At the conclusion of the workshop, we were asked to write one sentence, a takeaway, about what we had learned in the workshop. The consensus was that the student writing must drive the lesson on revision. The teacher reading the set of papers must assess where the students are as writers and teach the next class based on their needs, not his/her agenda or the specific demands of the Common Core.

Though I was proud of our hard work at grasping the significance of revision and how to convey this to our students, I was even more proud of our collaboration. My takeaway was that this was a workshop which allowed participants to really listen to each other’s ideas, respond to the ideas presented and eventually reach a consensus that allowed for individual differences. This was real professional development; the kind teachers are rarely offered but the kind we really need to improve our own writing as well as that of our students.

“Houston, we’ve got a problem!”


Today, July 4th, I Am Celebrating Many Things!

July 4, 2015

TODAY I am celebrating… the 4th of July, the day of our nation’s independence.  As for many Americans ,  for me and my family this day has become a reason for a three-day weekend, an opportunity for a  hot dog and hamburger barbecue with friends and/or family, and a chance to see an evening fireworks display.  After reading the morning paper about how members of ISIS are destroying even more ancient artifacts in Palmyra, Syria, I am celebrating the fact that I do not live in a country overtaken by religious zealots.  I am celebrating our constitution which was written to maintain a balance in our government and our daily lives. I am celebrating our relative peace and prosperity.

TODAY I am celebrating…the fact that I am still alive.  At about this time last year I had just retired from teaching and was looking forward to enjoying the “golden years” when I was suddenly overtaken by a 4th stage cancer with the odds definitely not in my favor.  Seven months later I was declared cancer free, and I now consider myself a cancer survivor…one of the very lucky ones.

TODAY I am celebrating the beginning of summer;  I have so much I hope to accomplish.  On Monday I will begin to participate in a two-week  workshop for teachers of writing with one of my favorite groups…the Long IslandWriting Project.  I have been affiliated with them for over thirty years and still think they serve a very important function in this mostly technological world.  I celebrate their wisdom, their perseverance and their mission to create a safe haven for all writers.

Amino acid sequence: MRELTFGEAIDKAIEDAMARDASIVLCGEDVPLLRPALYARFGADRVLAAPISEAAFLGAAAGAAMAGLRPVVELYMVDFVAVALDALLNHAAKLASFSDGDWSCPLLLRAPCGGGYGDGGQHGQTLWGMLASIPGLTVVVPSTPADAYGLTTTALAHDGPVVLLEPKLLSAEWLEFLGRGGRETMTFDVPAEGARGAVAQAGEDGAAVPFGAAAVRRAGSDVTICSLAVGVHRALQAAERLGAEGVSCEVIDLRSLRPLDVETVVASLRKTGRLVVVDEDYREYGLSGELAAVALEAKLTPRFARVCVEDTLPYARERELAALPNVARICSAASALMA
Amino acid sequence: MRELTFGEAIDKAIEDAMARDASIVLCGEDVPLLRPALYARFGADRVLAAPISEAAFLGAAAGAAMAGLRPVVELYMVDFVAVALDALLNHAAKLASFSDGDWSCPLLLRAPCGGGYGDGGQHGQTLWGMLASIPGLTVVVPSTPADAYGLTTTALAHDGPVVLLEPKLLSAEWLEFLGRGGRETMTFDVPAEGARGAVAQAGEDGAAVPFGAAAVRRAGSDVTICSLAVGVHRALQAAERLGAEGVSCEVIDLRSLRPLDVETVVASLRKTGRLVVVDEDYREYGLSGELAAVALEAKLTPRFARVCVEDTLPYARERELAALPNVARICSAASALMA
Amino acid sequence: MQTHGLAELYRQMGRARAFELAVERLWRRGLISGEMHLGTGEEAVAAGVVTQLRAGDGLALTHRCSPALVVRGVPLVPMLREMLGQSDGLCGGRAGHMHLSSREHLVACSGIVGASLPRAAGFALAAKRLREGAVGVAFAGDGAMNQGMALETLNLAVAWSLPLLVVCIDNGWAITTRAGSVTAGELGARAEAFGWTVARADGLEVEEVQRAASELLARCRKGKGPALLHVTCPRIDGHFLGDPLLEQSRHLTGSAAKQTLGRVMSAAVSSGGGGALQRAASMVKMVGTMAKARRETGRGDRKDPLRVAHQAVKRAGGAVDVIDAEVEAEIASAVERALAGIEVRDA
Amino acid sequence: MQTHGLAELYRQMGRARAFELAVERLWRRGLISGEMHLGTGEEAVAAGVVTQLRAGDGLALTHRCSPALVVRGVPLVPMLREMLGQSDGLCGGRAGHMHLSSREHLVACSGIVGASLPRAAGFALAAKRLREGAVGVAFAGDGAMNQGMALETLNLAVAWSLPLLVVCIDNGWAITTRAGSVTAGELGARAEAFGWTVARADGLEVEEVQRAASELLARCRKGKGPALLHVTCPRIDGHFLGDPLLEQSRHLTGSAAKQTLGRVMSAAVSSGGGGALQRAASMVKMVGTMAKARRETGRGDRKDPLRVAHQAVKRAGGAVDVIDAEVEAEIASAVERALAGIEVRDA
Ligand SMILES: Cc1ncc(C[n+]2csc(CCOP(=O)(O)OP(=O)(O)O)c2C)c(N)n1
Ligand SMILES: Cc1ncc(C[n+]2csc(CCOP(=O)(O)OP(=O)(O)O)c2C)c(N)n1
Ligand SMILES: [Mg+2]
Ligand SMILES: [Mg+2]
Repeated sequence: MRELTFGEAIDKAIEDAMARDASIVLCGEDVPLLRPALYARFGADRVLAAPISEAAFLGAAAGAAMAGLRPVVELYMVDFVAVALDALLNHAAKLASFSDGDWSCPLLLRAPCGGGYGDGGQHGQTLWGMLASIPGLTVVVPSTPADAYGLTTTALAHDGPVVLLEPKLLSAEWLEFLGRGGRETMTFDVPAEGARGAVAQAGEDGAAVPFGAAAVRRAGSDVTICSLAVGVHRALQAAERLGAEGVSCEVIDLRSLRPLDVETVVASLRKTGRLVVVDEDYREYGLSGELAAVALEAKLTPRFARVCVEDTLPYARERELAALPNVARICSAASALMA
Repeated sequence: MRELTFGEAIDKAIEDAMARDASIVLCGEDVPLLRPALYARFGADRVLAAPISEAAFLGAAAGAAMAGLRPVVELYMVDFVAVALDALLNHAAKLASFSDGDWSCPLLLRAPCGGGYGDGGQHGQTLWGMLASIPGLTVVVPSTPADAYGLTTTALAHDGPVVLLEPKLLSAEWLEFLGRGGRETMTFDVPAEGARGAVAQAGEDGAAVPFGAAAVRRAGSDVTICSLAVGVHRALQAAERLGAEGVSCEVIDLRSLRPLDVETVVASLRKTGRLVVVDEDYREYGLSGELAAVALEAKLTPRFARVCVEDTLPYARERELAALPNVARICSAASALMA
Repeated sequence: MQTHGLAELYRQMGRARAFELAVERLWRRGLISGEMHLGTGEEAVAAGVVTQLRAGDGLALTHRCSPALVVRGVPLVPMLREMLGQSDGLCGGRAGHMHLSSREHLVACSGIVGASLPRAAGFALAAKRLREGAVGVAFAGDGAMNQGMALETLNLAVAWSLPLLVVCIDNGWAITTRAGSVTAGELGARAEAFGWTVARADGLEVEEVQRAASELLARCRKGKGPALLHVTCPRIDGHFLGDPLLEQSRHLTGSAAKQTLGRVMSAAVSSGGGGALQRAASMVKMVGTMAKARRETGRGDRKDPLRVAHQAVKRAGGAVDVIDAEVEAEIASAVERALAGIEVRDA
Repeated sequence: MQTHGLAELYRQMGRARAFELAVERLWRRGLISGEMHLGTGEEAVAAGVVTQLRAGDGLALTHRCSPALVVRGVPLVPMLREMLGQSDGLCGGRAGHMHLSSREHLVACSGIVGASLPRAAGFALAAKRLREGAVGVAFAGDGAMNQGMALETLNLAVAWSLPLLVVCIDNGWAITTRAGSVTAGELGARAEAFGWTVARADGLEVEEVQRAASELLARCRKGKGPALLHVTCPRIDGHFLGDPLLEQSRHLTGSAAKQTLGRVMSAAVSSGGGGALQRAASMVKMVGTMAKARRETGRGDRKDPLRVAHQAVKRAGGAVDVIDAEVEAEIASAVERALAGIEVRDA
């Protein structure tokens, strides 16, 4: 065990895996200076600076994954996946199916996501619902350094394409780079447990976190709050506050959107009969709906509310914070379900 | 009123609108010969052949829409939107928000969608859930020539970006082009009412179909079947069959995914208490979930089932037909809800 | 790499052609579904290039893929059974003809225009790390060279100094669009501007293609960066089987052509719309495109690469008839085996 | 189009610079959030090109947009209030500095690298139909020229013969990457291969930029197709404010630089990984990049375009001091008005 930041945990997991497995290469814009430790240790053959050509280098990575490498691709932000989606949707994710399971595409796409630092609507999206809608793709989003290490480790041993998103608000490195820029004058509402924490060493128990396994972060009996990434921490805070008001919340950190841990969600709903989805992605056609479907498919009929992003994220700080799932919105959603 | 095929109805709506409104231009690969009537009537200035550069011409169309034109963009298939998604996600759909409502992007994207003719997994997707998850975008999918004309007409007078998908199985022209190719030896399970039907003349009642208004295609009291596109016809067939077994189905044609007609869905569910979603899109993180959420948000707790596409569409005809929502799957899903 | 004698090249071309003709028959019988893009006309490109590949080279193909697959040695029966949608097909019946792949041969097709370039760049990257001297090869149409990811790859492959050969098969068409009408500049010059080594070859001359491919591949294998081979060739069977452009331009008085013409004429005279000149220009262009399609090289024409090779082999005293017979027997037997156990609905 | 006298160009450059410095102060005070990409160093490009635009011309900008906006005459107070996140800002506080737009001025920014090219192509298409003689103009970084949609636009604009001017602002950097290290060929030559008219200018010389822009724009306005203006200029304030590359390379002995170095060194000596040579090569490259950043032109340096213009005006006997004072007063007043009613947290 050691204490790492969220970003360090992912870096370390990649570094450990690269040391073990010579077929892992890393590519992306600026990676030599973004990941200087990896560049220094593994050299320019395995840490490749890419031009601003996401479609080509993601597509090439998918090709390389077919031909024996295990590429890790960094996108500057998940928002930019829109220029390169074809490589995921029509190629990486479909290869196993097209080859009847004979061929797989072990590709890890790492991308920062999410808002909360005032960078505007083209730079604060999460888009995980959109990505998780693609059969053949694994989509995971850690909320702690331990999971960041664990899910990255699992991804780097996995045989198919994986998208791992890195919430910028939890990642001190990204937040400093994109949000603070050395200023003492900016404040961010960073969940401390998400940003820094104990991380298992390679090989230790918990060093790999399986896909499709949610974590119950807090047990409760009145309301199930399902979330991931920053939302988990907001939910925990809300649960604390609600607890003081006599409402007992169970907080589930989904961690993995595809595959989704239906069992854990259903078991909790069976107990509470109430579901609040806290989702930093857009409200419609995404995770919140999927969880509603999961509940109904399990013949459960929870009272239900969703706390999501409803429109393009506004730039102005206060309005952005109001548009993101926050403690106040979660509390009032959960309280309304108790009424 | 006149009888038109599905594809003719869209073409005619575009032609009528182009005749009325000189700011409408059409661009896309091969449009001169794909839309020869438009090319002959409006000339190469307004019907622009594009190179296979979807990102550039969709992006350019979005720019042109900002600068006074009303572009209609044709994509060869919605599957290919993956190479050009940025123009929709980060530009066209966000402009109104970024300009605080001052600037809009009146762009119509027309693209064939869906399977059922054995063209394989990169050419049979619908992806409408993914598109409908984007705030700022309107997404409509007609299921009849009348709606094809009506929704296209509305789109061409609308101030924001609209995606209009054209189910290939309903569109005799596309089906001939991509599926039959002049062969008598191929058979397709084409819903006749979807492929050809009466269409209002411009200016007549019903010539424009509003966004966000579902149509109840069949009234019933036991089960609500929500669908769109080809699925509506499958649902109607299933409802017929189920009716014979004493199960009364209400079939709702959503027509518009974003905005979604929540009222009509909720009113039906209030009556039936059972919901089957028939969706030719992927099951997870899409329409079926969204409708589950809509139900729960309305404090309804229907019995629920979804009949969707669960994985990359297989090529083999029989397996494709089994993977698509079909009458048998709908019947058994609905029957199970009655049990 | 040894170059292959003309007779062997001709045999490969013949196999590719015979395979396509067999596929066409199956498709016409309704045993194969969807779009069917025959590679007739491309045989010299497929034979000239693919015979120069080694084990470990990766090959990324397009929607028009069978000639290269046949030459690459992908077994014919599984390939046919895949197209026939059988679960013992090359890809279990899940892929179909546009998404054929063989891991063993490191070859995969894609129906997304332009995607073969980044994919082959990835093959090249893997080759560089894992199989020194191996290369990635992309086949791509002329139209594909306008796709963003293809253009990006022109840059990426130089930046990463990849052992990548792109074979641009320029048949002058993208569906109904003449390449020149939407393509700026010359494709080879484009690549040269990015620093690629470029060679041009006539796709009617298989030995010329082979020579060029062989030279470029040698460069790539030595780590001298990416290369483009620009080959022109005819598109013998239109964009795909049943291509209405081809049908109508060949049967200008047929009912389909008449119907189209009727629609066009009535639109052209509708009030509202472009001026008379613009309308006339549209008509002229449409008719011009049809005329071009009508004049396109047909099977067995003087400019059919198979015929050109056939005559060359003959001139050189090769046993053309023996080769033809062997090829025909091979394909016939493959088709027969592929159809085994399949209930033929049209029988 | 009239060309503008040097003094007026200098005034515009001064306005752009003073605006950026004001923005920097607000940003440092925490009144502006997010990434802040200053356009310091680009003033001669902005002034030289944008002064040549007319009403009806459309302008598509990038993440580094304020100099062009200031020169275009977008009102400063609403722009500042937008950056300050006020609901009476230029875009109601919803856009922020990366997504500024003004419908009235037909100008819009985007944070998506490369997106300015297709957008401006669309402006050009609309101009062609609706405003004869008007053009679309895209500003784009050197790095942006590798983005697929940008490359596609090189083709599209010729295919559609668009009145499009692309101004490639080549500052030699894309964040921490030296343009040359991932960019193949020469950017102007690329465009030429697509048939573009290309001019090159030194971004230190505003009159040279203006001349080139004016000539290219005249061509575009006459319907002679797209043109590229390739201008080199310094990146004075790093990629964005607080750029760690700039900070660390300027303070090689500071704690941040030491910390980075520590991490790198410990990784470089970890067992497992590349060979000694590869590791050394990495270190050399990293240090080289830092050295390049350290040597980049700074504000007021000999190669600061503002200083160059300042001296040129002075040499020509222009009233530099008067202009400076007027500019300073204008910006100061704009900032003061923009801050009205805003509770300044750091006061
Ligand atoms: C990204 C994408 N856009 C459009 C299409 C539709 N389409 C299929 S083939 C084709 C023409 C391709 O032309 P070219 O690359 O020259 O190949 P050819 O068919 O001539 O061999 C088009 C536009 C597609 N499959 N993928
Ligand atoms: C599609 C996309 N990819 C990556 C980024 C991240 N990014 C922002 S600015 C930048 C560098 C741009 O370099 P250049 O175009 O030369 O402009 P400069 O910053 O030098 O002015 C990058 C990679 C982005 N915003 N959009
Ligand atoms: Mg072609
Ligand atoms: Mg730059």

TODAY I am celebrating that, thanks to this website, I have become an avid blogger.  Participating for the first time this year in the March Slice of Life challenge, I overcame my depression from having cancer and could not wait to get up each day and read what everyone had to say.  Becoming a weekly blogger has introduced a very welcome discipline in my life which…dare I say it…is therapeutic and good practice for a would-be writer.

TODAY I am celebrating that I have taken some baby steps toward beginning to write a book I have been thinking about for a while.  I have joined an online writing community which will require me to post new writing once a week, and like Slice of Life, will provide me with some feedback on a weekly basis.  My long-term goal for now is to produce a first draft  this year.  My immediate goal is to produce new writing each week.   Without the encouragement of the community of writers at TWT, I don’t think I would ever have taken this first step.

TODAY I am celebrating the flowers in my garden, the clear blue sky overhead, the zero-gravity chair I am sitting on while writing this in my backyard, the time I’ve been given to pursue one of my passions, and the communities I’ve become part of that will be my support in the months to come.